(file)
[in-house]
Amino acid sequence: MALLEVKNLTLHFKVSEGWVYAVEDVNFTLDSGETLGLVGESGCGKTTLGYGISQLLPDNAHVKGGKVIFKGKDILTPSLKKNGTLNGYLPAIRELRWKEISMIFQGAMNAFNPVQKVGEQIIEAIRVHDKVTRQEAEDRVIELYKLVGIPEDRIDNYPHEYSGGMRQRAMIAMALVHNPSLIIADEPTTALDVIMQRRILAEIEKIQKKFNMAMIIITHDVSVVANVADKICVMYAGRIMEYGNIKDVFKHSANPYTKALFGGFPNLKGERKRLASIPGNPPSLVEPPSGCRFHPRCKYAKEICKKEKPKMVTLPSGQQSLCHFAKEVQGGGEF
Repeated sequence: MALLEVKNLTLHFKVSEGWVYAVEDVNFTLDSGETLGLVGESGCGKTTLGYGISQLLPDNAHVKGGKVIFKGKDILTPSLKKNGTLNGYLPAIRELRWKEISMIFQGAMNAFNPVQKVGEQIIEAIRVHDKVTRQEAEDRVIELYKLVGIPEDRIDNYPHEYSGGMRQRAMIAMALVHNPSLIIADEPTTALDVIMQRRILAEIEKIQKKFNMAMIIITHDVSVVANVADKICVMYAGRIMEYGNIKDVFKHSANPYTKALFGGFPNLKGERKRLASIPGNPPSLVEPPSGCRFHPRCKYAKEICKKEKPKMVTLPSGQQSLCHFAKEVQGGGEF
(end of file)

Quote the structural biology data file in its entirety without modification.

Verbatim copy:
[in-house]
Amino acid sequence: MALLEVKNLTLHFKVSEGWVYAVEDVNFTLDSGETLGLVGESGCGKTTLGYGISQLLPDNAHVKGGKVIFKGKDILTPSLKKNGTLNGYLPAIRELRWKEISMIFQGAMNAFNPVQKVGEQIIEAIRVHDKVTRQEAEDRVIELYKLVGIPEDRIDNYPHEYSGGMRQRAMIAMALVHNPSLIIADEPTTALDVIMQRRILAEIEKIQKKFNMAMIIITHDVSVVANVADKICVMYAGRIMEYGNIKDVFKHSANPYTKALFGGFPNLKGERKRLASIPGNPPSLVEPPSGCRFHPRCKYAKEICKKEKPKMVTLPSGQQSLCHFAKEVQGGGEF
Repeated sequence: MALLEVKNLTLHFKVSEGWVYAVEDVNFTLDSGETLGLVGESGCGKTTLGYGISQLLPDNAHVKGGKVIFKGKDILTPSLKKNGTLNGYLPAIRELRWKEISMIFQGAMNAFNPVQKVGEQIIEAIRVHDKVTRQEAEDRVIELYKLVGIPEDRIDNYPHEYSGGMRQRAMIAMALVHNPSLIIADEPTTALDVIMQRRILAEIEKIQKKFNMAMIIITHDVSVVANVADKICVMYAGRIMEYGNIKDVFKHSANPYTKALFGGFPNLKGERKRLASIPGNPPSLVEPPSGCRFHPRCKYAKEICKKEKPKMVTLPSGQQSLCHFAKEVQGGGEF